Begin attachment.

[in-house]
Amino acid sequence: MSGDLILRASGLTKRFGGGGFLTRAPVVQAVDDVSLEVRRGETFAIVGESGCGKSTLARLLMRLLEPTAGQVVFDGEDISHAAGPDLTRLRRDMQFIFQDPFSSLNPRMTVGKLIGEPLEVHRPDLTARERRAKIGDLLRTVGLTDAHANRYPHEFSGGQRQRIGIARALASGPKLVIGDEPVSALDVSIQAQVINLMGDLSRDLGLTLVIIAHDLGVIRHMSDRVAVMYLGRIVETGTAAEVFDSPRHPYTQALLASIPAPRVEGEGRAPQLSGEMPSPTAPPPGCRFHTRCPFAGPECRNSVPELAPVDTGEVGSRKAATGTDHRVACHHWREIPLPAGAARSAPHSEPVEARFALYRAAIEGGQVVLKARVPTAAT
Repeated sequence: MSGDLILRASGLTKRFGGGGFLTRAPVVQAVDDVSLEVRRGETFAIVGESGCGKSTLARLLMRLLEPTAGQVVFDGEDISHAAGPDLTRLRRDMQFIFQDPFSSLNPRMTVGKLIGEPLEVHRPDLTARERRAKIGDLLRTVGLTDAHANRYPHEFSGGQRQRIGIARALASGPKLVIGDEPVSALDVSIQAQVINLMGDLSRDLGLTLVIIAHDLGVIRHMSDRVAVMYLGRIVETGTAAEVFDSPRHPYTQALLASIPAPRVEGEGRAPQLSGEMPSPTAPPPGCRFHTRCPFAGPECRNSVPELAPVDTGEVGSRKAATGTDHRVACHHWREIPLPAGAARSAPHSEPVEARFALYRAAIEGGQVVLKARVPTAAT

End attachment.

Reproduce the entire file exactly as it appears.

[in-house]
Amino acid sequence: MSGDLILRASGLTKRFGGGGFLTRAPVVQAVDDVSLEVRRGETFAIVGESGCGKSTLARLLMRLLEPTAGQVVFDGEDISHAAGPDLTRLRRDMQFIFQDPFSSLNPRMTVGKLIGEPLEVHRPDLTARERRAKIGDLLRTVGLTDAHANRYPHEFSGGQRQRIGIARALASGPKLVIGDEPVSALDVSIQAQVINLMGDLSRDLGLTLVIIAHDLGVIRHMSDRVAVMYLGRIVETGTAAEVFDSPRHPYTQALLASIPAPRVEGEGRAPQLSGEMPSPTAPPPGCRFHTRCPFAGPECRNSVPELAPVDTGEVGSRKAATGTDHRVACHHWREIPLPAGAARSAPHSEPVEARFALYRAAIEGGQVVLKARVPTAAT
Repeated sequence: MSGDLILRASGLTKRFGGGGFLTRAPVVQAVDDVSLEVRRGETFAIVGESGCGKSTLARLLMRLLEPTAGQVVFDGEDISHAAGPDLTRLRRDMQFIFQDPFSSLNPRMTVGKLIGEPLEVHRPDLTARERRAKIGDLLRTVGLTDAHANRYPHEFSGGQRQRIGIARALASGPKLVIGDEPVSALDVSIQAQVINLMGDLSRDLGLTLVIIAHDLGVIRHMSDRVAVMYLGRIVETGTAAEVFDSPRHPYTQALLASIPAPRVEGEGRAPQLSGEMPSPTAPPPGCRFHTRCPFAGPECRNSVPELAPVDTGEVGSRKAATGTDHRVACHHWREIPLPAGAARSAPHSEPVEARFALYRAAIEGGQVVLKARVPTAAT